Using recycled or reclaimed wood for guitars is far from a new concept, not least in the light of the current problems the industry faces with the new CITES rosewood restrictions.
So using unusual and unusually sourced materials seems to have gone mainstream. At this year’s NAMM show, for example, Fender launched its Exotic Series using some reclaimed woods, and now PRS has joined the fray with a limited run (approximately 600 pieces) of two guitars featuring old wood from the Atlantic Forest area of south-eastern Brazil for both the top and fingerboard, sourced by senior wood manager, Michael Reid.
“Brauna preto (Melanoxylon brauna) was typically used as supporting posts for houses in the state of Minas Gerais in Brazil,” explains Michael. “Found only in the Atlantic Forest [Mata Atlantica] of south-eastern Brazil, it is only available now as salvaged or reclaimed wood, as commercial cutting of timber is no longer permitted in the Atlantic Forest.
“It has a close grain similar to ebony and the colour ranges from dark brown to charcoal black. It is used occasionally by luthiers in Brazil for fingerboards.”
The wood for the carved top is called peroba rosa (Aspidosperma polyneuron) and is also native to the Atlantic Forest, as Michael Reid explains: “It was very popular for use as siding in rural houses and farm buildings, primarily in the states of Paraná and Santa Catarina in southern Brazil.
“It is a very popular reclaimed wood in Brazil, commonly used for furniture and architectural applications. I don’t believe anyone has ever used this wood to make guitars. Rosa in Portuguese means pink and obviously refers to the colour, which can range from pinkish yellow to almost purple.”
This reclaimed wood is used on two natural satin nitrocellulose-finished guitars, the CE 24 and Vela. Both come in new semi-solid style, because apparently the top wood is relatively heavy. It certainly mixes the styles a little and our bolt-on CE 24 Semi-Hollow is nicely weighted (slightly under the standard solidbody CE 24) with a journeyman player’s vibe - quite a contrast to PRS’s ‘posh’ aesthetic.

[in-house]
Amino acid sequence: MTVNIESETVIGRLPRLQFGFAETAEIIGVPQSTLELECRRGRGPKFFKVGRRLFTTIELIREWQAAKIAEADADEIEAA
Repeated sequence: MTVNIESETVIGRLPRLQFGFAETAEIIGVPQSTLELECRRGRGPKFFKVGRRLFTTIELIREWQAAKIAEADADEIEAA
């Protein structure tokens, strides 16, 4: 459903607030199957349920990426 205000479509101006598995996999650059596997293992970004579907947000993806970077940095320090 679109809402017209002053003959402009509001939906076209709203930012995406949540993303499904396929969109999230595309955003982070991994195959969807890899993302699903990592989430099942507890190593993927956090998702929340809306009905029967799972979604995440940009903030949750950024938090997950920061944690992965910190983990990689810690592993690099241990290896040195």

While some images we’ve seen show a more ‘exotic’ figured top, the two-piece centre-joined top here is quite plain, a medium caramel brown with light figure and even a small unfilled ding (a nail hole, apparently) just to the side of the volume control.
The flat satin finish cries out for a little burnishing, or even subtle staining, which might have lifted the figure - the slab sawn one-piece back has quite a dramatic figure, especially on its sides. The fingerboard looks rosewood-like until you notice some subtle striped figuring, parallel to the frets, in the lower fingerboard positions.
It’s a typically clean build. The single bass-side f-hole, like the rest of the guitar, is unbound, but you can feel inside of it - the bass-side is pretty hollow and the air extends to behind the bridge, but not into the treble side.
Construction aside, it’s the same setup as either of the existing CE 24s: top-lock tuners, pattern wide neck profile, dual uncovered 85/15 pickups with partial coil- splits. It’s a ‘halfway between Core and S2 level’ model: S2 hardware (PRS designed Korean-made) and S2-style neck (three- piece with head-splice and additional heel stack), but the pickups are made in the USA. The top carve of the Core-level body is shallower than the standard carve (with no indents under the controls) and neither the rear cover plates for the vibrato springs nor the electronics are recessed, but sit proud.
Feel and sounds
Irrespective of its production level, this is one very fit-for-action guitar. The neck needed a slight tweak to introduce a little relief (it’s a two-way rod so that’s swiftly done) and it’s very stable tuning-wise, too, even with some pretty energetic whammy action. Sound-wise, there’s a good resonating acoustic response, not overly hollow-sounding, with a slightly rounded and less zingy treble than our reference McCarty.
If the partially hollow build adds a little thickness to the voice, then it’s lapped up by the 85/15 pickups. In the partial coil-split mode, the single-coil sounds are strong and clear but far from brittle, with an almost marimba-like percussive character. There’s not a huge volume leap into the full ’bucker tones, but enough to change the character into a bigger rock voice that again sounds strong and quite focused.
Despite the treble bleed cap, pulling the volume back likewise pulls back some spike and, like any good instrument, you seem to discover another subtlety every time you plug in.
This is an interesting take on a PRS bolt-on, and whatever the wood choice and semi- solid construction are bringing to the table, it’s hugely viable while offering a different aesthetic - not to mention backstory - with a slightly pushier, midrange-coloured take on the CE 24.